For decades, plastics producers and their biggest customers—consumer-goods giants like Coca-Cola, Nestlé, Pepsico, and Procter & Gamble—have argued that improving these recycling numbers is the solution to the plastic-waste crisis. They frame the problem as one of behavior—ours. “It’s a knee-jerk reaction to say the problem is with plastic,” Tony Radoszewski, president and CEO of the Plastics Industry Association, tells me. “The culprit is the consumer who does not dispose of products properly.”

It’s true that recycling rates are low. But to blame that fact on consumers alone is disingenuous. The bigger problem is a huge shift in energy markets. Prices for oil and natural gas have plummeted over the past decade. That in turn has made it far cheaper for petrochemical companies to produce virgin plastics than for factories to create recycled plastic. And with big profits to be made, companies have sharply increased virgin production, further driving down prices. Recycling used plastic is labor- intensive and therefore expensive—and the shifting economics now work against recycling in much of the world.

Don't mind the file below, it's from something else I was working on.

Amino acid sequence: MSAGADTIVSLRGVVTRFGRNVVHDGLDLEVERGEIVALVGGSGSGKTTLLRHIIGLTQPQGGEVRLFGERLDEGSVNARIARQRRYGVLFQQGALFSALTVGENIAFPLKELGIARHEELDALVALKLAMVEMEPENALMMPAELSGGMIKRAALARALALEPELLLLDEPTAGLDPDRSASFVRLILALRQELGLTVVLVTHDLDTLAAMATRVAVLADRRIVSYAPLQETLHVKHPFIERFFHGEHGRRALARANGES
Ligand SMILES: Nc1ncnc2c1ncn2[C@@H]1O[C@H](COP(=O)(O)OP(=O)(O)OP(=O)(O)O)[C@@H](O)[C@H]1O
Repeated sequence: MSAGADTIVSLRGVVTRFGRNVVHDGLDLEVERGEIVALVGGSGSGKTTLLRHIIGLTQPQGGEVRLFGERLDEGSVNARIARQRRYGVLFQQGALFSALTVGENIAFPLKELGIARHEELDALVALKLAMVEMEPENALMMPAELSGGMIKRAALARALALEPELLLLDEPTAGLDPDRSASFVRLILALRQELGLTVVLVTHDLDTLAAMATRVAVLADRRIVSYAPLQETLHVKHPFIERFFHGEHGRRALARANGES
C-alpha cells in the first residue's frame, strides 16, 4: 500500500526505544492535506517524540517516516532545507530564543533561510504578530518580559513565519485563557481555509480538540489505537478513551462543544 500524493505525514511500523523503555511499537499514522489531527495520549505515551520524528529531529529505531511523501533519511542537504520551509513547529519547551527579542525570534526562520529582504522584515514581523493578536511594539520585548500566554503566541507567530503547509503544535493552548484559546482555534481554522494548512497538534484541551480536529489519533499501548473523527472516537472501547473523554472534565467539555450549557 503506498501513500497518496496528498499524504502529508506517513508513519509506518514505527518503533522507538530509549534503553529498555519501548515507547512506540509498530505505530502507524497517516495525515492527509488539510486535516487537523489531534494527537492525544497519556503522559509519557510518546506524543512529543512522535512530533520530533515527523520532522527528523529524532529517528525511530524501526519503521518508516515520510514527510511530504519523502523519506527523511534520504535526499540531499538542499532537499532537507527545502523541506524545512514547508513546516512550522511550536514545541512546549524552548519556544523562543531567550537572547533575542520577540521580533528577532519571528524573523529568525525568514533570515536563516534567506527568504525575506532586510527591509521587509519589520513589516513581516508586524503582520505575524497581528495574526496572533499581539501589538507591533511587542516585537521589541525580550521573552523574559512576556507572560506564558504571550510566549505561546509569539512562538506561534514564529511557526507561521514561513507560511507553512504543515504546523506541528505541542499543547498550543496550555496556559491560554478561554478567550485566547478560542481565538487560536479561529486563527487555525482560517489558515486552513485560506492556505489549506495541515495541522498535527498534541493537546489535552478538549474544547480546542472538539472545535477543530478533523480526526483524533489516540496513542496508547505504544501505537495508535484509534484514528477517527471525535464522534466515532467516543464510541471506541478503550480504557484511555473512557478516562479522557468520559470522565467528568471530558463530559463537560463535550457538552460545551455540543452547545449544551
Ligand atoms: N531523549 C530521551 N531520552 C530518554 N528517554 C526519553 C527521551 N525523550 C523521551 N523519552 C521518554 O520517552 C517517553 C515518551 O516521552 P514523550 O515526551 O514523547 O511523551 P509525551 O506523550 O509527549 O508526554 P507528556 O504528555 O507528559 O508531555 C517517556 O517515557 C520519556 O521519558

In 2018, this ecosystem endured another major blow when China halted the importation of almost all plastic scrap, saying that its own recycling industry was becoming an environmental hazard. The decision has caused chaos in the world’s plastic-resuscitation economy. Up until then, for example, the U.S. had been sending about 70% of its plastic waste to China. Now, “recycling is on life support,” says Mike Engelmann, solid waste coordinator for Smithtown, N.Y., a town of 120,000 people on suburban Long Island.

“Hopefully things will turn around. But I am not sure how.”